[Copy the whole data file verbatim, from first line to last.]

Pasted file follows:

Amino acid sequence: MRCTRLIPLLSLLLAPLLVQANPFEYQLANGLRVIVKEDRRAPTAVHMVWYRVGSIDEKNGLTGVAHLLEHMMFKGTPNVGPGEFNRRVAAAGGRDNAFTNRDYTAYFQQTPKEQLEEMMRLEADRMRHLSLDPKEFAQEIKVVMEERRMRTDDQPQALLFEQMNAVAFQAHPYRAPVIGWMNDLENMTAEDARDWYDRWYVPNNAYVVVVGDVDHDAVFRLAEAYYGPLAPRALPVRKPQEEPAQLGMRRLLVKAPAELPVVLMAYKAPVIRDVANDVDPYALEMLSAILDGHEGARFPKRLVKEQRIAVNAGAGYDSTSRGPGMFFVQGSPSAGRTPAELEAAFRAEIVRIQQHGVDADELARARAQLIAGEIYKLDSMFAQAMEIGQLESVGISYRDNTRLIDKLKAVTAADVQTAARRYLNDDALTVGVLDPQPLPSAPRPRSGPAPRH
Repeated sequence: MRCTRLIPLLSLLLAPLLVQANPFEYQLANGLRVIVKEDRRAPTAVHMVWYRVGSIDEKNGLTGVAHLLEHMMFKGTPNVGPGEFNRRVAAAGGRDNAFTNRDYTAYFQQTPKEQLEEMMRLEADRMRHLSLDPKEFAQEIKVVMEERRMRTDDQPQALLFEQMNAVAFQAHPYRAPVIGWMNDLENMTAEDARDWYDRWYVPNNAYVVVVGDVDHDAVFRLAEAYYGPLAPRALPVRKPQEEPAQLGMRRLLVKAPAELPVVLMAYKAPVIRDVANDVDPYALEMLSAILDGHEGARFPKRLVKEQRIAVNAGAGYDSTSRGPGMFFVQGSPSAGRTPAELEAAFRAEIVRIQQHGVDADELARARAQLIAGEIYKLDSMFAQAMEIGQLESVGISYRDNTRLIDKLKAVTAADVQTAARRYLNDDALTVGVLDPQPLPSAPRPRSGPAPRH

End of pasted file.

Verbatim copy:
Amino acid sequence: MRCTRLIPLLSLLLAPLLVQANPFEYQLANGLRVIVKEDRRAPTAVHMVWYRVGSIDEKNGLTGVAHLLEHMMFKGTPNVGPGEFNRRVAAAGGRDNAFTNRDYTAYFQQTPKEQLEEMMRLEADRMRHLSLDPKEFAQEIKVVMEERRMRTDDQPQALLFEQMNAVAFQAHPYRAPVIGWMNDLENMTAEDARDWYDRWYVPNNAYVVVVGDVDHDAVFRLAEAYYGPLAPRALPVRKPQEEPAQLGMRRLLVKAPAELPVVLMAYKAPVIRDVANDVDPYALEMLSAILDGHEGARFPKRLVKEQRIAVNAGAGYDSTSRGPGMFFVQGSPSAGRTPAELEAAFRAEIVRIQQHGVDADELARARAQLIAGEIYKLDSMFAQAMEIGQLESVGISYRDNTRLIDKLKAVTAADVQTAARRYLNDDALTVGVLDPQPLPSAPRPRSGPAPRH
Repeated sequence: MRCTRLIPLLSLLLAPLLVQANPFEYQLANGLRVIVKEDRRAPTAVHMVWYRVGSIDEKNGLTGVAHLLEHMMFKGTPNVGPGEFNRRVAAAGGRDNAFTNRDYTAYFQQTPKEQLEEMMRLEADRMRHLSLDPKEFAQEIKVVMEERRMRTDDQPQALLFEQMNAVAFQAHPYRAPVIGWMNDLENMTAEDARDWYDRWYVPNNAYVVVVGDVDHDAVFRLAEAYYGPLAPRALPVRKPQEEPAQLGMRRLLVKAPAELPVVLMAYKAPVIRDVANDVDPYALEMLSAILDGHEGARFPKRLVKEQRIAVNAGAGYDSTSRGPGMFFVQGSPSAGRTPAELEAAFRAEIVRIQQHGVDADELARARAQLIAGEIYKLDSMFAQAMEIGQLESVGISYRDNTRLIDKLKAVTAADVQTAARRYLNDDALTVGVLDPQPLPSAPRPRSGPAPRH